Trump taps into the rage of anxious American men
Christmas Day finds the US Republican Party more than ever in the grip of Donald Trump and all that he represents.
A few weeks away from the Iowa caucus, and then the first primary in New Hampshire, his lead in the opinion polls is wider than ever. He leads the latest CNN poll with a whopping 39 per cent of Republican and Republican-leaning registered voters, more than double his nearest rival. The Trump phenomenon is no longer an aberration. It is now of historical significance.
A series of incredibly offensive comments, blatant falsehoods, cringe-inducing braggadocio, mind-boggling flip-flops, and juvenile outbursts have only strengthened his position. Moreover, the pushback against him by other Republicans has been timid and totally ineffective. It’s clear to everyone that he is tapping into something profound on the American political right.
But what would that be? The unstated, but unmistakable, unifying theme of his campaign is anger. Many of his supporters don’t consciously recognise this. They find his “Make America Great Again!” motif inspiring and even Reagan-esque.
But unconsciously it inspires the question of what – and, more importantly, who – damaged the United States such that it needs repairing. The answer is almost always the wrong kind of people.
Immigrants – legal and illegal – are the main target for Mr Trump. He is playing on a raw, visceral nativism that laments the loss of a normative America defined by English-speaking, white and middle-class citizens. He is appealing to those who can no longer recognise the country they once knew, and who feel marginalised and excluded, as if immigrants, African Americans and other minorities have hijacked their USA.
Mr Trump especially appeals to those white American males who feel blamed, collectively, for all the ills of society, and that they, alone, can be vilified not only without restraint, but also usually with applause. This narrative insists that, in reality, it is actually these middle-class white American males who are being unfairly economically disadvantaged.
Mr Trump, the billionaire, is cleverly exploiting the anger of those who feel, often with complete justification, that they are inexorably slipping from the middle class into the bulging ranks of the working poor.
Immigrants and other minorities could not have accomplished this grand theft without the connivance of traitorous “liberal elites”.
Money-grubbing corporations, the mainstream media, academic snobs, arrogant intellectuals and the hated federal government bureaucracy are the core of the liberal cabal that betrayed “real Americans” for ideological or selfish reasons, and consciously and cynically degraded the country. This imaginary grand betrayal is at the centre of Trumpian rage.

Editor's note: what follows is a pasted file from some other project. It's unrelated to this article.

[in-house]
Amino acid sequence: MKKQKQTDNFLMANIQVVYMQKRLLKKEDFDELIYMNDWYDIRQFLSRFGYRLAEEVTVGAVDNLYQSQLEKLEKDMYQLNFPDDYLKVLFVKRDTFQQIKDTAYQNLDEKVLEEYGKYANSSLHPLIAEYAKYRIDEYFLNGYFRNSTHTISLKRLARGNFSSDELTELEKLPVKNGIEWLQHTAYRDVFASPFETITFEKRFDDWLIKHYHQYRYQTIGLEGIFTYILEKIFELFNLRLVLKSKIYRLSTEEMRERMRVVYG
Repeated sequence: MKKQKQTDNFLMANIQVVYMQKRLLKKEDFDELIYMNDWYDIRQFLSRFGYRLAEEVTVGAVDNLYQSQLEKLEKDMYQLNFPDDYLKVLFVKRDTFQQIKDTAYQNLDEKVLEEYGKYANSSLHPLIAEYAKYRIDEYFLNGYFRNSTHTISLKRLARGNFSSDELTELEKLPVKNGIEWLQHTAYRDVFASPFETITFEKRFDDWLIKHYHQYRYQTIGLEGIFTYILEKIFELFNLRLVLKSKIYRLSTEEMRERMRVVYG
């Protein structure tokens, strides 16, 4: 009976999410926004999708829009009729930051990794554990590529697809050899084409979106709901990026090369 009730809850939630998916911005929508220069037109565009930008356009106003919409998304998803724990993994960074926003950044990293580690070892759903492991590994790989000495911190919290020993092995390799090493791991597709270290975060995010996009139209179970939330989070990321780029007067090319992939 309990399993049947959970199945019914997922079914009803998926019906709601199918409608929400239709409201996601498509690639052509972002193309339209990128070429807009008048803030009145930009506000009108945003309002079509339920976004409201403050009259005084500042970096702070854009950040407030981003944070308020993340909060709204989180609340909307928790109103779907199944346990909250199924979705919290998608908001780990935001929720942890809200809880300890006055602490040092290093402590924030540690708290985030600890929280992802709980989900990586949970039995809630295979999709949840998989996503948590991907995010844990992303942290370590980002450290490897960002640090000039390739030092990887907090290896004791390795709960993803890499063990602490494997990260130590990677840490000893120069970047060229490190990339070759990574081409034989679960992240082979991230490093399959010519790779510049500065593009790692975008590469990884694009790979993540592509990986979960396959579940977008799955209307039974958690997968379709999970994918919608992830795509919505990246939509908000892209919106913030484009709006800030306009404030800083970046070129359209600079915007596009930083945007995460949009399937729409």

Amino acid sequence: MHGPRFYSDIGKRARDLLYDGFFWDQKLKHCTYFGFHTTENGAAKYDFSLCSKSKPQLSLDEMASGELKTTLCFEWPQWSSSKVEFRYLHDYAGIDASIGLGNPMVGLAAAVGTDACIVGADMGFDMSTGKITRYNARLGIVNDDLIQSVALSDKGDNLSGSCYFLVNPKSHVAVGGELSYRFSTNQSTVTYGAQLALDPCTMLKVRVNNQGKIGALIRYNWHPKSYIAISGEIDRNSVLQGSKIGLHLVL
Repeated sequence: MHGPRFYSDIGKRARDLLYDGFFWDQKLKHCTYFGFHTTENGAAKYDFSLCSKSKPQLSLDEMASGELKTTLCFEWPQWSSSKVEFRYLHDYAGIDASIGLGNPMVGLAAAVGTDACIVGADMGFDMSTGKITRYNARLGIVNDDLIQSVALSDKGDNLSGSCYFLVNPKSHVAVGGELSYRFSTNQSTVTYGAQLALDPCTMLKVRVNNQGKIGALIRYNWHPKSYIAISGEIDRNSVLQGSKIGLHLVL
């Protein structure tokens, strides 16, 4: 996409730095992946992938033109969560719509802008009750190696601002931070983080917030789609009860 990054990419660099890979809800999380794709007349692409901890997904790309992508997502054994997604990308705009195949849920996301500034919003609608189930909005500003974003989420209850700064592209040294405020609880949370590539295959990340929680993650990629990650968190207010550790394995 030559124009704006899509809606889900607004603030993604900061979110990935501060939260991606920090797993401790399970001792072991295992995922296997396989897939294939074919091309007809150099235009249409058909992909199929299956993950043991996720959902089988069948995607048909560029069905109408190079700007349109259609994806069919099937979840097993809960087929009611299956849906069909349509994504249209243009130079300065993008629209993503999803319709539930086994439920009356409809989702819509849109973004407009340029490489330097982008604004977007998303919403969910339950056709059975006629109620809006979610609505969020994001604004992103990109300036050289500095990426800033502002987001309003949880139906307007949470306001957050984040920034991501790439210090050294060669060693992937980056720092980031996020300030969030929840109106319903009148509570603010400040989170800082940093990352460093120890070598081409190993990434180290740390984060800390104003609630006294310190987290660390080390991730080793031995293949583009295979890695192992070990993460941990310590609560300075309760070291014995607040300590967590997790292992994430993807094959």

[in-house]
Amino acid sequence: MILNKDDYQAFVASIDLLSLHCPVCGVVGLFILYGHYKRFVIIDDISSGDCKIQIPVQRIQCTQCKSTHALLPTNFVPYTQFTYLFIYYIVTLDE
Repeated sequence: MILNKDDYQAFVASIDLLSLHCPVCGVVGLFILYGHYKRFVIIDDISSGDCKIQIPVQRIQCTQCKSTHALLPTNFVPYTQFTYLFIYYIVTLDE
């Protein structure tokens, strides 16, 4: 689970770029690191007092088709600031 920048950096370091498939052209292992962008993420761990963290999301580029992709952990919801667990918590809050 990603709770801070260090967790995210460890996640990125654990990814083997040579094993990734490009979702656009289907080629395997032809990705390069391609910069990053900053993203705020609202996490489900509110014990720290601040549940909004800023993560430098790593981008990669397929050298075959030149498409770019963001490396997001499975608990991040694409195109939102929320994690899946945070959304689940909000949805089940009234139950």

The Republican Party establishment is seen as part of the problem. It is either too weak or compromised by corporate and other interests to effectively defend the country. Only – or even especially – someone unquestionably outside of the thoroughly corrupted system can possibly hope to rehabilitate it.
Narratives about radical, emergency measures needed to reverse national devastation caused by parasitical minorities empowered by back-stabbing elites must be immediately recognisable as the stuff of fascism.
Yet it’s not clear what, if anything, Mr Trump actually believes. He hardly seems a would-be dictator. His campaign most often comes across as a gigantic ego trip, and sometimes even an incredibly elaborate practical joke.
But what explains the eagerness with which his lies, fabrications and reversals are championed by his supporters? It somehow doesn’t matter that his wild claims about blacks being responsible for most murders of whites, or thousands of Muslims in New Jersey celebrating the September 11, 2001 terrorist attacks, or Barack Obama not having been born in the United States, are demonstrably and incontrovertibly false.
The facts aren’t relevant. All that’s important is the sentiment, even if expressed through evident lies. The emotional “truths” they articulate are much more meaningful than the claims themselves, and therefore their veracity is incidental. It’s true anyway, even if it’s false – truer than the truth, indeed all the more true for being a lie.
Mr Trump promotes a mentality that is bitterly hostile to inconvenient facts, which are dismissed as “political correctness”, and enthusiastically embraces comforting inversions of reality over painful truths.
Yet Mr Trump – unquestionably the most brazen liar in modern American national political campaigns – is consistently lauded by his supporters for his courageous “honesty”.
They insist that he, alone among politicians, tells the truth, while in fact he has set a new standard for shameless dishonesty. Some of his enthusiasts even assert that he is “humble”.
But the grim reality is that his preposterous fantasies are promoting fear and hatred of immigrants, of minorities, of “liberal elites” and of others who are supposedly destroying the country and who therefore, by unmistakable implication, must themselves be confronted and destroyed.
Mr Trump is playing with fire. It may be that doesn’t fully realise the potential destructive power of the rage his rhetoric is fuelling.
Even if he does, he certainly doesn’t seem to care.
This Pied Piper of paranoia and chauvinism surely won’t end up as president, and maybe not even the Republican nominee. But his breathtakingly irresponsible demagoguery has already done profound damage to both his party and American political culture.
Hussein Ibish is a senior resident scholar at the Arab Gulf States Institute in Washington
On Twitter: @ibishblog
Updated: December 26, 2015 04:00 AM